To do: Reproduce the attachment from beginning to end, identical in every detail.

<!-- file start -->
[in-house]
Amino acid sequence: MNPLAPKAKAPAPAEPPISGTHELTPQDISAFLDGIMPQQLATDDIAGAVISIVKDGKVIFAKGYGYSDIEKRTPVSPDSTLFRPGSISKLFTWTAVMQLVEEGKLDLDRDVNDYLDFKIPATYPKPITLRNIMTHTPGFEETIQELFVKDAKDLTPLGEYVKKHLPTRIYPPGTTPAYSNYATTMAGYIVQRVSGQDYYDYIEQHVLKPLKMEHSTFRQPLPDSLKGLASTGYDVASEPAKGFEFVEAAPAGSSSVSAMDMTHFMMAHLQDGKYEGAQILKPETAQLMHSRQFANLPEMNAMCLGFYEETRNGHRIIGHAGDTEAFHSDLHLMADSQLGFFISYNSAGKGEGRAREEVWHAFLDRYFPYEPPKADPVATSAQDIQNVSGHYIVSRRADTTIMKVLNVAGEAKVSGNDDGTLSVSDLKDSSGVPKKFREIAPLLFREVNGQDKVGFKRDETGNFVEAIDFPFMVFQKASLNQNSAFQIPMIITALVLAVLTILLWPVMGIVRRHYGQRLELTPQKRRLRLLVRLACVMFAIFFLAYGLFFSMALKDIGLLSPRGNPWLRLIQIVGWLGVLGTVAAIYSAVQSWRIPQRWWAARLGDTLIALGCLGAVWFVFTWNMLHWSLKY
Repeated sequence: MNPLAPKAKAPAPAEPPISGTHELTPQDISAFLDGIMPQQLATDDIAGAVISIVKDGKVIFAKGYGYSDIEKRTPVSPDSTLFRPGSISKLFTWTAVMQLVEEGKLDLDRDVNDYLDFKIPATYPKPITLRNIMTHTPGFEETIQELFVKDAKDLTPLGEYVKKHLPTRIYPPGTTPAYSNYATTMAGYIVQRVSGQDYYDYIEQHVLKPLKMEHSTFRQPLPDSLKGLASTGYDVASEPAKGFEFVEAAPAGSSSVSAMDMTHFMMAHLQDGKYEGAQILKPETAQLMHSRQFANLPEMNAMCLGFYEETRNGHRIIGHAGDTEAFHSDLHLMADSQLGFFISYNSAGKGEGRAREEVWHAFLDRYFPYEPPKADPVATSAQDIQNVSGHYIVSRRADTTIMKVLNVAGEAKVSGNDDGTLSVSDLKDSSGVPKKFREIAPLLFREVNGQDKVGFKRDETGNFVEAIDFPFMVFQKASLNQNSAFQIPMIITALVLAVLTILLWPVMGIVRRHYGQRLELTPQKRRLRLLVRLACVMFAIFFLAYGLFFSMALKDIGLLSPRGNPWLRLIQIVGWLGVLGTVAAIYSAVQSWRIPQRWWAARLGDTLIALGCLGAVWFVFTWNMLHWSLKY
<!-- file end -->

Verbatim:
[in-house]
Amino acid sequence: MNPLAPKAKAPAPAEPPISGTHELTPQDISAFLDGIMPQQLATDDIAGAVISIVKDGKVIFAKGYGYSDIEKRTPVSPDSTLFRPGSISKLFTWTAVMQLVEEGKLDLDRDVNDYLDFKIPATYPKPITLRNIMTHTPGFEETIQELFVKDAKDLTPLGEYVKKHLPTRIYPPGTTPAYSNYATTMAGYIVQRVSGQDYYDYIEQHVLKPLKMEHSTFRQPLPDSLKGLASTGYDVASEPAKGFEFVEAAPAGSSSVSAMDMTHFMMAHLQDGKYEGAQILKPETAQLMHSRQFANLPEMNAMCLGFYEETRNGHRIIGHAGDTEAFHSDLHLMADSQLGFFISYNSAGKGEGRAREEVWHAFLDRYFPYEPPKADPVATSAQDIQNVSGHYIVSRRADTTIMKVLNVAGEAKVSGNDDGTLSVSDLKDSSGVPKKFREIAPLLFREVNGQDKVGFKRDETGNFVEAIDFPFMVFQKASLNQNSAFQIPMIITALVLAVLTILLWPVMGIVRRHYGQRLELTPQKRRLRLLVRLACVMFAIFFLAYGLFFSMALKDIGLLSPRGNPWLRLIQIVGWLGVLGTVAAIYSAVQSWRIPQRWWAARLGDTLIALGCLGAVWFVFTWNMLHWSLKY
Repeated sequence: MNPLAPKAKAPAPAEPPISGTHELTPQDISAFLDGIMPQQLATDDIAGAVISIVKDGKVIFAKGYGYSDIEKRTPVSPDSTLFRPGSISKLFTWTAVMQLVEEGKLDLDRDVNDYLDFKIPATYPKPITLRNIMTHTPGFEETIQELFVKDAKDLTPLGEYVKKHLPTRIYPPGTTPAYSNYATTMAGYIVQRVSGQDYYDYIEQHVLKPLKMEHSTFRQPLPDSLKGLASTGYDVASEPAKGFEFVEAAPAGSSSVSAMDMTHFMMAHLQDGKYEGAQILKPETAQLMHSRQFANLPEMNAMCLGFYEETRNGHRIIGHAGDTEAFHSDLHLMADSQLGFFISYNSAGKGEGRAREEVWHAFLDRYFPYEPPKADPVATSAQDIQNVSGHYIVSRRADTTIMKVLNVAGEAKVSGNDDGTLSVSDLKDSSGVPKKFREIAPLLFREVNGQDKVGFKRDETGNFVEAIDFPFMVFQKASLNQNSAFQIPMIITALVLAVLTILLWPVMGIVRRHYGQRLELTPQKRRLRLLVRLACVMFAIFFLAYGLFFSMALKDIGLLSPRGNPWLRLIQIVGWLGVLGTVAAIYSAVQSWRIPQRWWAARLGDTLIALGCLGAVWFVFTWNMLHWSLKY